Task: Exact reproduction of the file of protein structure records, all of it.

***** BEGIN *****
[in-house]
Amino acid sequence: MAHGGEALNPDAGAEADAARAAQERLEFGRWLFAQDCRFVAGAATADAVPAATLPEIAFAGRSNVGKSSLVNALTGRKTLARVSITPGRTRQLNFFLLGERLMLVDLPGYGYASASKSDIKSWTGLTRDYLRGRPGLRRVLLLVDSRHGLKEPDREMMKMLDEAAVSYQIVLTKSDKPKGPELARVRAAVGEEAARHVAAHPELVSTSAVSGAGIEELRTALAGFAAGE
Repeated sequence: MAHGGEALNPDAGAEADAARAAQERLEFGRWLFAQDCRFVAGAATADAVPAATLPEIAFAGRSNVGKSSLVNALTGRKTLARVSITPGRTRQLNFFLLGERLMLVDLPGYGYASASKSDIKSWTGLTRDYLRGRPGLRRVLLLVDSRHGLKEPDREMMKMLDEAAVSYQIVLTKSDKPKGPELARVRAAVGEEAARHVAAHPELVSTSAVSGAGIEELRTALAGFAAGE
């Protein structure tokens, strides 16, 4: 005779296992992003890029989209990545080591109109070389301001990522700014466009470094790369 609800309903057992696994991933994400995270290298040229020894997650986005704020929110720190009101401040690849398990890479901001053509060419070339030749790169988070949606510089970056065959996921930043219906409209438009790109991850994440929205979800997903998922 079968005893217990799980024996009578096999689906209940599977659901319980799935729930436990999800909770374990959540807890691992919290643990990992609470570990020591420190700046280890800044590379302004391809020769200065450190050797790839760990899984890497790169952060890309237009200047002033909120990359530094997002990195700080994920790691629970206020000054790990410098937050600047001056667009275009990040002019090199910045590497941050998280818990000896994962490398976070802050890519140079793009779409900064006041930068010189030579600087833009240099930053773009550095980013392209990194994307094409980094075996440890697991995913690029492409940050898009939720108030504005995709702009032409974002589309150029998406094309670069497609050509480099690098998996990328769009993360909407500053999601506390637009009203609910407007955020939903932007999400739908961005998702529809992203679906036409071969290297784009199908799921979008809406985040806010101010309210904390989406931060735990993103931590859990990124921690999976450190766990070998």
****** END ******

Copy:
[in-house]
Amino acid sequence: MAHGGEALNPDAGAEADAARAAQERLEFGRWLFAQDCRFVAGAATADAVPAATLPEIAFAGRSNVGKSSLVNALTGRKTLARVSITPGRTRQLNFFLLGERLMLVDLPGYGYASASKSDIKSWTGLTRDYLRGRPGLRRVLLLVDSRHGLKEPDREMMKMLDEAAVSYQIVLTKSDKPKGPELARVRAAVGEEAARHVAAHPELVSTSAVSGAGIEELRTALAGFAAGE
Repeated sequence: MAHGGEALNPDAGAEADAARAAQERLEFGRWLFAQDCRFVAGAATADAVPAATLPEIAFAGRSNVGKSSLVNALTGRKTLARVSITPGRTRQLNFFLLGERLMLVDLPGYGYASASKSDIKSWTGLTRDYLRGRPGLRRVLLLVDSRHGLKEPDREMMKMLDEAAVSYQIVLTKSDKPKGPELARVRAAVGEEAARHVAAHPELVSTSAVSGAGIEELRTALAGFAAGE
């Protein structure tokens, strides 16, 4: 005779296992992003890029989209990545080591109109070389301001990522700014466009470094790369 609800309903057992696994991933994400995270290298040229020894997650986005704020929110720190009101401040690849398990890479901001053509060419070339030749790169988070949606510089970056065959996921930043219906409209438009790109991850994440929205979800997903998922 079968005893217990799980024996009578096999689906209940599977659901319980799935729930436990999800909770374990959540807890691992919290643990990992609470570990020591420190700046280890800044590379302004391809020769200065450190050797790839760990899984890497790169952060890309237009200047002033909120990359530094997002990195700080994920790691629970206020000054790990410098937050600047001056667009275009990040002019090199910045590497941050998280818990000896994962490398976070802050890519140079793009779409900064006041930068010189030579600087833009240099930053773009550095980013392209990194994307094409980094075996440890697991995913690029492409940050898009939720108030504005995709702009032409974002589309150029998406094309670069497609050509480099690098998996990328769009993360909407500053999601506390637009009203609910407007955020939903932007999400739908961005998702529809992203679906036409071969290297784009199908799921979008809406985040806010101010309210904390989406931060735990993103931590859990990124921690999976450190766990070998």